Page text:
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Dr. Ernest Chan’s Journey: The Promise and Limits of AI and Machine Learning for Investing

Dr. Ernest Chan’s Journey: The Promise and Limits of AI and Machine Learning for Investing

Posted May 9, 2024 at 11:08 am
Burt Shulman
Interactive Brokers

Dr. Ernest Chan is a noted quantitative hedge fund manager and quant finance author. He has applied his expertise in machine learning in positions with IBM T.J. Watson Research Center’s Human Language Technologies group, Morgan Stanley’s Data Mining and Artificial Intelligence Group, and Credit Suisse’s Horizon Trading Group. He is Founder and Chief Scientist of, where his API specs can be found, and founder and non-executive chair of QTS Capital Management.

We asked Dr. Chan about his work in machine learning and AI.

Tell us a little about your career.

I went into machine learning because I was too dumb to be in theoretical physics, for which I got my Ph.D. (when one has some leading figures in the Oppenheimer movie as current or ex-professors in one’s department, one can be forgiven for feeling that way.)

AI/ML offered the attraction of scientific research without the burden of having to first learn 400 years of prior knowledge. When I joined IBM’s language modeling group, it was doing some of the cutting-edge research in applying AI research to human languages, stuff that OpenAI and others are doing some 30 years later. A couple of researchers who co-founded our group decided to decamp for a hedge fund just before I arrived, and that piqued my interest in applying AI to investing. (They went on to become co-CEOs of that hedge fund, Renaissance Technologies.) So, after a few very productive years at IBM, I left to join Morgan Stanley’s fledging AI group. Since then, I have always worked at the interface between AI and investing, including at the hedge fund QTS Capital Management and at the AI-driven fintech firm, both of which I founded.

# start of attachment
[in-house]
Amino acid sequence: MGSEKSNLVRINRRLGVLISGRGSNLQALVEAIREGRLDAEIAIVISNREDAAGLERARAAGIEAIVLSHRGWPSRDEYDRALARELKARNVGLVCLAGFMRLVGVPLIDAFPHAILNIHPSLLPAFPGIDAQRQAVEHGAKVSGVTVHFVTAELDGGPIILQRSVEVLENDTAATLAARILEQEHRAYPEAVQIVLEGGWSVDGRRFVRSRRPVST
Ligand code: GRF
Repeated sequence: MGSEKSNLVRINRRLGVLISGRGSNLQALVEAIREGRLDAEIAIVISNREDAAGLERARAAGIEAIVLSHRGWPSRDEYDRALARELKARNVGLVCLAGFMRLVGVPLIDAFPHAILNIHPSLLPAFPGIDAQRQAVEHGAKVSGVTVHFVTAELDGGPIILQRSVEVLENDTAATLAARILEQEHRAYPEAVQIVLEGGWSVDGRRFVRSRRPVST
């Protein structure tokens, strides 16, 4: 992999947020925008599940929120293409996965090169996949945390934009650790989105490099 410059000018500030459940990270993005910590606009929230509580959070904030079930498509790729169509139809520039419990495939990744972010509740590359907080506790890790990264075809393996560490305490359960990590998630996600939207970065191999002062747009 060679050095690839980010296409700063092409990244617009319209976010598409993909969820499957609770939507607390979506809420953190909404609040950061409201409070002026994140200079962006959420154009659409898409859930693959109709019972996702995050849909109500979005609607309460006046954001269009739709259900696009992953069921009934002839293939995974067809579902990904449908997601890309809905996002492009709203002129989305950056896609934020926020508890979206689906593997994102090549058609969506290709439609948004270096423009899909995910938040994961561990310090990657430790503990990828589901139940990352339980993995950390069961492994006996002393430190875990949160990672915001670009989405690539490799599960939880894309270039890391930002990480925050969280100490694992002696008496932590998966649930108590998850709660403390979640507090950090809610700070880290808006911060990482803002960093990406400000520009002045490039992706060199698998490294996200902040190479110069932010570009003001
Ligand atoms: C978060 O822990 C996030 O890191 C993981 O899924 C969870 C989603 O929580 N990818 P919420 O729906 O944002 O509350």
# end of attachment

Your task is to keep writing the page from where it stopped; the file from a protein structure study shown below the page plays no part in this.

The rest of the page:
What excites you about machine learning and AI?

As I said, AI/ML is like scientific research: you often learn something new and unexpected. It is very exciting to find an AI algorithm that actually improves on things people have been working on for decades, such as portfolio optimization.

What are your current goals?

After the success of the first version of our AI-driven portfolio optimization technology called CPO (“Conditional Portfolio Optimization”), we are working on version 2.0, which leverages some of the advances in deep learning that everyone keeps hearing about these days. It is a joy to work with a team of highly motivated and experienced data scientists and machine learners in creating this product. We are also looking for use cases outside of finance.

What is the focus of, including the business model, and how do you deliver value?

After numerous successful proofs of concept, we are now partnering with one of the largest US banks to roll out a fund based on CPO. It is very exciting to see AI helping retail investors avoid risks to their retirement income, which, to me, is one of the most beneficial and humane applications of AI. I am ambivalent about AI taking away creative powers from humans. But to help reduce risks to them and their investments? I am all for it.

You’ve talked about the power and limitations of machine learning in trading, specifically saying that it helps improve strategy but isn’t yet a viable means of actually managing hedge funds or creating black-box strategies.

Can you give us examples of what machine learning does well, what it doesn’t, and why?